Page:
Most organisations are not ready to adopt digitisation or the Internet of Things (IoT).
This is according to the Cisco Digital Vortex: 941 Leaders whitepaper, which also outlines the vital key steps that South African organisations will need to implement to become fully digital and to embrace the IoT era.
The survey findings show that:
* Only one in four leaders globally, say they are being sufficiently proactive about digitisation. This means that only 25% describe their approach to digital disruption as proactive, or willing to disrupt themselves in order to compete.
* Likewise, digital disruption is not seen as worthy of board-level attention in about 45% of companies (on average across industries).
* In addition, 43% of companies either do not acknowledge the risk of digital disruption, or have not addressed it sufficiently.
* Nearly a third are taking a “wait and see” approach, in hopes of emulating successful competitors.
South Africa’s approach to digitisation therefore needs to change. The IoT should be part of every business discussion as digital transformation can drive operational efficiency, increase employee productivity, garner greater customer loyalty and create new revenue streams.
As digitisation accelerates, cutting edge infrastructure will increase the country’s GDP, reduce spending and create jobs. It will allow the government to extend the reach and impact of public services by converting insights into action. It will enable new and diverse groups of entrepreneurs to build businesses that will shape the world, whilst providing more accessibility and opportunities for education and technology-based careers.
As a result, it will ensure that countries become more competitive on the global stage, according to Cisco. Having the right digital ecosystem in place will be a necessity to achieve any of these things.
Findings from the most recent Cisco Midyear Security Report reveal that cyber-attacks are becoming even more sophisticated as adversaries seek to be innovative in their approach to accessing networks undetected. An example of a key driver in security breaches is the reality that most apps developed are not secure by design as many developers use open source components, which result in vulnerabilities.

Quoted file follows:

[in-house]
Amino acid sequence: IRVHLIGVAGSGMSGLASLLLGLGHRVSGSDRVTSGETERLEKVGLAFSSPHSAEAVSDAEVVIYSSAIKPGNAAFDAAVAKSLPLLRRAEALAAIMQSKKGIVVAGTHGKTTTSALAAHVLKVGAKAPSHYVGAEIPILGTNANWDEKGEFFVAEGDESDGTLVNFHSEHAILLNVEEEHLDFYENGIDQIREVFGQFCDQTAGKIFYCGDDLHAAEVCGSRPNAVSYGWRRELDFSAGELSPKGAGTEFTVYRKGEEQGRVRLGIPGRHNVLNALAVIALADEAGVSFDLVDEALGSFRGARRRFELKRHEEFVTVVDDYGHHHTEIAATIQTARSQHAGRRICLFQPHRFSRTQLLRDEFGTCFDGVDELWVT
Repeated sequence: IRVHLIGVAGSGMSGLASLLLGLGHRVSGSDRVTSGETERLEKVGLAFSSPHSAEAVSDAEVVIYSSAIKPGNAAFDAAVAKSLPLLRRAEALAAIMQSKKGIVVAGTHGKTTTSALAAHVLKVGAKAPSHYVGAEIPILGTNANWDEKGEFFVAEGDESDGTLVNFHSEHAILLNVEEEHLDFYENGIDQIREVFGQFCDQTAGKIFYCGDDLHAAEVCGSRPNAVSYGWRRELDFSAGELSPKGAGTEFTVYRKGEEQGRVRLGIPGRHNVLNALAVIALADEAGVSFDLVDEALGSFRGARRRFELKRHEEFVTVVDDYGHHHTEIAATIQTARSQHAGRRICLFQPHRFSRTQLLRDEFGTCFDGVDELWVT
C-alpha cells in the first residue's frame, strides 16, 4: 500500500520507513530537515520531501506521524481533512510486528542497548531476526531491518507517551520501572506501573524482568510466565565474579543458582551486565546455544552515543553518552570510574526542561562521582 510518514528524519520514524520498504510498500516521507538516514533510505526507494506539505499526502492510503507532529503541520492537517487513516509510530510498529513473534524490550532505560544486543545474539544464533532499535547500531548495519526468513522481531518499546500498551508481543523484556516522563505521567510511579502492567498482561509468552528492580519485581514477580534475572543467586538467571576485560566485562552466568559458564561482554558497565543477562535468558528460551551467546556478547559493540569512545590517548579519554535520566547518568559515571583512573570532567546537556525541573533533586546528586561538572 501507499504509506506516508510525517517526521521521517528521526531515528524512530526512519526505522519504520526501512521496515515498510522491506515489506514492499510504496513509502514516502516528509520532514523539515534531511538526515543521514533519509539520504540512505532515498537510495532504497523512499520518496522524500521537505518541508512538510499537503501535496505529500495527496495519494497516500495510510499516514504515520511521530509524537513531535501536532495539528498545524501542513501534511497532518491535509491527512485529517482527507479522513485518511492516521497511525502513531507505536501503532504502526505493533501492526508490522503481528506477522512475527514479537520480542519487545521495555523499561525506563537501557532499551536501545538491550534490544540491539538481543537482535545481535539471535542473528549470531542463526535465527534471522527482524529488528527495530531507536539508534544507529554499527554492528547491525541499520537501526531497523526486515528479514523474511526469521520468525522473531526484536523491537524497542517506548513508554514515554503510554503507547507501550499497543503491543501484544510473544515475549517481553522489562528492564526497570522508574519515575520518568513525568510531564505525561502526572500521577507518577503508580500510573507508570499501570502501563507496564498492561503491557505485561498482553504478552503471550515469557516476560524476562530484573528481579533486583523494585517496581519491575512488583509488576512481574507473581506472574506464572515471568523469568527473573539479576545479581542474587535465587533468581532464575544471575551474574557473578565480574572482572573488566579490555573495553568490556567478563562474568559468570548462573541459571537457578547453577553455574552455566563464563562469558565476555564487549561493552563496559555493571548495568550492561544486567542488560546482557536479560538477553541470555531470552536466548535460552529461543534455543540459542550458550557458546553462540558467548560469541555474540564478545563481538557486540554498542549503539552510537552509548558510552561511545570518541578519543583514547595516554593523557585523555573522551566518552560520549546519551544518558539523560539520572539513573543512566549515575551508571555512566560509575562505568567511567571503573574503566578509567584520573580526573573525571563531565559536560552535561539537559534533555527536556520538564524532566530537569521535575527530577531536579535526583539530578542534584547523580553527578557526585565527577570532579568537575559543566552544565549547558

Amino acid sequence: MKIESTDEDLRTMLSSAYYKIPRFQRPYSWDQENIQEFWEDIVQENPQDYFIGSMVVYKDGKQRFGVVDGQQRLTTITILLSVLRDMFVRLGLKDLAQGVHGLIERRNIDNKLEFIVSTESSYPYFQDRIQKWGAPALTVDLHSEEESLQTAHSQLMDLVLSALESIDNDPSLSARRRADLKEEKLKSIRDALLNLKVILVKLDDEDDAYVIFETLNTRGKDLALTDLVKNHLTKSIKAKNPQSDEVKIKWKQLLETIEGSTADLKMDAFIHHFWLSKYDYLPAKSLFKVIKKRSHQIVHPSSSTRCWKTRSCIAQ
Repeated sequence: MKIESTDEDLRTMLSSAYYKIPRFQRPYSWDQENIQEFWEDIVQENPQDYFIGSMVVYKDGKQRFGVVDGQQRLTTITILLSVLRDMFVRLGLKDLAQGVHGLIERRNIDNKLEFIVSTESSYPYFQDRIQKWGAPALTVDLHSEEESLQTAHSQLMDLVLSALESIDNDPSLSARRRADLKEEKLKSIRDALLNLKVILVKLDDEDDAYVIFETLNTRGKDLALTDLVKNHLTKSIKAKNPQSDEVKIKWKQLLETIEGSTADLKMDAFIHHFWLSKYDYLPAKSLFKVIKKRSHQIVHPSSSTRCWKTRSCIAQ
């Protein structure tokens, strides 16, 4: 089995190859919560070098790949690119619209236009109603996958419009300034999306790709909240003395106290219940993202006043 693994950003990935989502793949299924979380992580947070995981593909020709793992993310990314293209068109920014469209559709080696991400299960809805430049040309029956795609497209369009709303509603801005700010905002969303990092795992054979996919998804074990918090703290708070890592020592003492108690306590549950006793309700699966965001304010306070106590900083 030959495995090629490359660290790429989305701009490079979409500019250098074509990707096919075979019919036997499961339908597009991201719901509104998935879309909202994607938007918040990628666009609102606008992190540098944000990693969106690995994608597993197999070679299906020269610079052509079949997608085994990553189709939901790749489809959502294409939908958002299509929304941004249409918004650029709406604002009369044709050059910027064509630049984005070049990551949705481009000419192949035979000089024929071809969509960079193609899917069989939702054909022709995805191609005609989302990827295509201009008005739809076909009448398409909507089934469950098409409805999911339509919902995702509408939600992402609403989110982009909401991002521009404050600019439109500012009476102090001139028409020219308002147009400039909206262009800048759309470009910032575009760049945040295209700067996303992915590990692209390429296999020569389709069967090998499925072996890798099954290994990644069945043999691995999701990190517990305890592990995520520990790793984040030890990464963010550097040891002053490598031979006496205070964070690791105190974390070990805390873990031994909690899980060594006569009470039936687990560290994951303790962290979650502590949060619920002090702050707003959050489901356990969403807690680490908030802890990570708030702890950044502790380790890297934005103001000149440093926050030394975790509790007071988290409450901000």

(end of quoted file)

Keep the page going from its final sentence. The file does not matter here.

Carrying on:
Cybersecurity solutions need to protect not just networks and devices, but also critical applications and data. Identity-based user and device authentication is critical to securing applications and data across mobile and cloud deployments.
Security is an important discussion within organisations and government bodies. While those discussions continue to evolve, it is important to note that threats to smarter and efficient operations exist right now.
Cathy Smith, GM at Cisco South Africa, comments: “As new industries emerge, spurred by smart investments in technology, the development of skills and talent will be critical for the economic success of the continent. Cisco is committed to working with governments and organisations in South Africa to help develop ICT skills and support job creation.
“Countries and organisations that do not drive their own digital business transformation will be left behind. Those that do will be pulled toward a ‘digital centre’ in which business models, offerings, and value chains are digitised, driving new revenue streams and substantive business outcomes. To be ready for this digital transformation, organisations need to transform their business strategy and IT, connect everything, embrace analytics, and secure their technology and operations.”